Central Europe Review: politics, society and culture in Central and Eastern Europe
Vol 1, No 5, 26 July 1999

AMBER COAST: Mel Huang's regular column on events in Estonia, Latvia and Lithuania T H E   A M B E R   C O A S T:
A Hot Summer in Riga

Mel Huang

As well as the temperature hitting 30C on most days, the summer has been extremely hot in Riga for other reasons, namely politics. A difficult presidential election, a government collapse, the passage of a controversial new language law and its veto, and the formation of a new government all happened within several weeks in the supposedly quiet summer period. However, as the summer moves into its second half with the traditional August holidays, a glowing glimmer of hope shines from Riga amongst the chaos.

On 5 July, the government of Vilis Kristopans fell rather unexpectedly after the conclusion of a political deal between coalition member For Fatherland and Freedom and the hated centre-right opposition People's Party. Calling it plain "back-stabbing," Kristopans resigned.

For many it could not have come too soon, as the government faced several crises. The minority coalition government, already embarrassed by several high-profile policy defeats (extension of the validity of privatisation vouchers, extending pork tariffs to neighbours Estonia and Lithuania), faced further uncertainty when the presidential election created an "unholy alliance" among parties in and out of the government. In electing Dr Vaira Vike-Freiberga as President on 17 June, For Fatherland and Freedom, the People's Party and the Social Democratic Workers' Party effectively sealed the fate of the Kristopans coalition. As a parting shot, a public opinion poll rated Kristopans the second most unpopular politician after Alfreds Rubiks, the former Latvian Soviet leader and opponent of Latvian independence.

During the interregnum while the People's Party and For Fatherland and Freedom worked out a new government programme from the aforementioned co-operation agreement, the Saeima passed the controversial new language law by a huge margin of 73 to 16. This infuriated local opponents of the law and self-righteous minority affairs officials from international organisations, and they placed undue pressure on Vike-Freiberga not to promulgate the law. The new President, showing independence and bravado, noted several inconsistencies and problems with the law and sent it back. Though obviously it irked the new coalition, they appear to respect the decision and will review her objections when the Saeima reconvene in late August.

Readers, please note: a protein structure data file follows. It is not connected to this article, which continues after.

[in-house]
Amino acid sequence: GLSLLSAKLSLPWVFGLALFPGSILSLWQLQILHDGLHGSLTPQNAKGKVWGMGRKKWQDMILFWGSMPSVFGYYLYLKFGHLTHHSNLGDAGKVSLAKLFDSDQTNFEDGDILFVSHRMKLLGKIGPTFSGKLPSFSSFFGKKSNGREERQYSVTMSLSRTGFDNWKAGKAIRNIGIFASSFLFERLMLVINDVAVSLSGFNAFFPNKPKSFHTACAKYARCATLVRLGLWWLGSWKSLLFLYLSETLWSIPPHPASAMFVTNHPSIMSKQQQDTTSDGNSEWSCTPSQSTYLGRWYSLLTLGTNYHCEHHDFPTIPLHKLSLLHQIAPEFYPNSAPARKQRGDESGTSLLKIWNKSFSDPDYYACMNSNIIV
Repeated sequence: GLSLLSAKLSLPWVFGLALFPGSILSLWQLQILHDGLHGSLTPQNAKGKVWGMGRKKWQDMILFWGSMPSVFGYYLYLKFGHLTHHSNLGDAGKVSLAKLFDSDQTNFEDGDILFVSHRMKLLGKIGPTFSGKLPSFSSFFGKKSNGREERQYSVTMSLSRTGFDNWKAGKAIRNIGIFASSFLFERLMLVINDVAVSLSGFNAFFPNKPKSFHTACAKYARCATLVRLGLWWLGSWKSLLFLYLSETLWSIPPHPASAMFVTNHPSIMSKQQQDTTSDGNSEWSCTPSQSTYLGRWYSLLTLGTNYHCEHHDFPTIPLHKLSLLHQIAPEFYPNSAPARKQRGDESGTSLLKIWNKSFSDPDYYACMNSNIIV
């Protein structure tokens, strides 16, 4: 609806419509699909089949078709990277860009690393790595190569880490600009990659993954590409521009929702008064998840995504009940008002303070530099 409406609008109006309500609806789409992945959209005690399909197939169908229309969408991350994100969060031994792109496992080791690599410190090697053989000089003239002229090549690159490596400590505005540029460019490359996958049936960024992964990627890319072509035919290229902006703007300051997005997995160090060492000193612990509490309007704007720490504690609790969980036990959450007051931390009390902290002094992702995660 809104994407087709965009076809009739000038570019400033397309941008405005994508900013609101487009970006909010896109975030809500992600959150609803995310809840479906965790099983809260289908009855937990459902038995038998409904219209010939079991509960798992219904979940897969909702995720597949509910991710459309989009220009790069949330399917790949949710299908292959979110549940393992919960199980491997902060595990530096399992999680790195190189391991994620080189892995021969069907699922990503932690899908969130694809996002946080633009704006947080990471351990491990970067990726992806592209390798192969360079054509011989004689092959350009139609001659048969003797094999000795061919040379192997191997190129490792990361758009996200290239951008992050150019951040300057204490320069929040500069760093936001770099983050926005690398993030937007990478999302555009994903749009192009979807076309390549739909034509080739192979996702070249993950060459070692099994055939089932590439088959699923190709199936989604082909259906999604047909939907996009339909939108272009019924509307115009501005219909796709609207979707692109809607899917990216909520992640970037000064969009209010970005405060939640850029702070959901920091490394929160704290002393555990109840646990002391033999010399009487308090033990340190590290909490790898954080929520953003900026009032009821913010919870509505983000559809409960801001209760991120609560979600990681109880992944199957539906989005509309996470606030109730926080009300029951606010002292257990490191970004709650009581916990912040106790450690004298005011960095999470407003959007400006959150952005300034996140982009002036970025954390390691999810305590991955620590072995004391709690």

After that dramatic episode the new government came together. Holding 62 seats in the 100-seat Saeima, People's Party leader and former Prime Minister Andris Skele returned to lead Latvia's government. The new coalition, comprised of the People's Party, Latvia's Way, and For Fatherland and Freedom, finally brings together the coalition many hoped and expected after the October 1998 general elections (see the very first Amber Coast from 14 January for more). The parties failed to come together then because of purely personal problems between Latvia's Way and People's Party leaders - and behind the scenes, between the oil transit giant Ventspils Oil and food processing conglomerate Ave Lat, linked to the two parties respectively. Promising to bury the hatchet for now, the new arrangement gives Latvia the most stable government it has had since the restoration of independence.

Symbolically, Skele was greeted at his office on his first day back with a fire across the street in a business office. Immediately, he took the cue and announced his intention of putting out the biggest political fire in the country: the massive budget crisis. Following the examples set by neighbouring Estonia, the new government is working on a negative supplemental budget that would cut spending and halt the out-of-control crisis basically ignored by the ineptitude of the Kristopans regime. However, how much damage the fire will cause before being extinguished could determine the lifetime of this government.

Andris Skele, for all his faults, is a person who gets things done. He is very assertive and stubborn and often does things unilaterally. The People's Party is essentially his political vehicle, with its members clearly under his ever-present thumb. Though abrasive and constantly making enemies, Skele managed to defuse several major problems during his previous stints (technically he was prime minister twice through two consecutive terms) running the country. That will likely happen again, but it will earn him even more enemies.

Mel Huang, 22 July 1999

Useful links:

Latvia's Government (links are to the individual ministries if available, but some are not in English)

Prime Minister Andris Skele (People's Party)
Agriculture Minister Aigars Kalvitis (People's Party)
Culture Minister Karina Petersone (Latvia's Way)
Defence Minister Girts Valdis Kristovskis (For Fatherland and Freedom)
Economic Minister Vladimirs Makarovs (For Fatherland and Freedom)
Education and Science Minister Silvs Golde (People's Party)
Environmental Protection and Regional Development Minister Vents Balodis (For Fatherland and Freedom)
Finance Minister Edmunds Krastins (People's Party)
Foreign Minister Indulis Berzins (Latvia's Way)
Interior Minister Mareks Seglins (People's Party)
Justice Minister Valdis Birkavs (Latvia's Way)
Transport Minister Anatolijs Gorbunovs (Latvia's Way)
Welfare Minister Roberts Jurdzs (For Fatherland and Freedom)
Minister for Co-operation with International Financial Institutions Roberts Zile (For Fatherland and Freedom)
Minister of State Administration and Local Authorities Reform Janis Bunkss (Latvia's Way)




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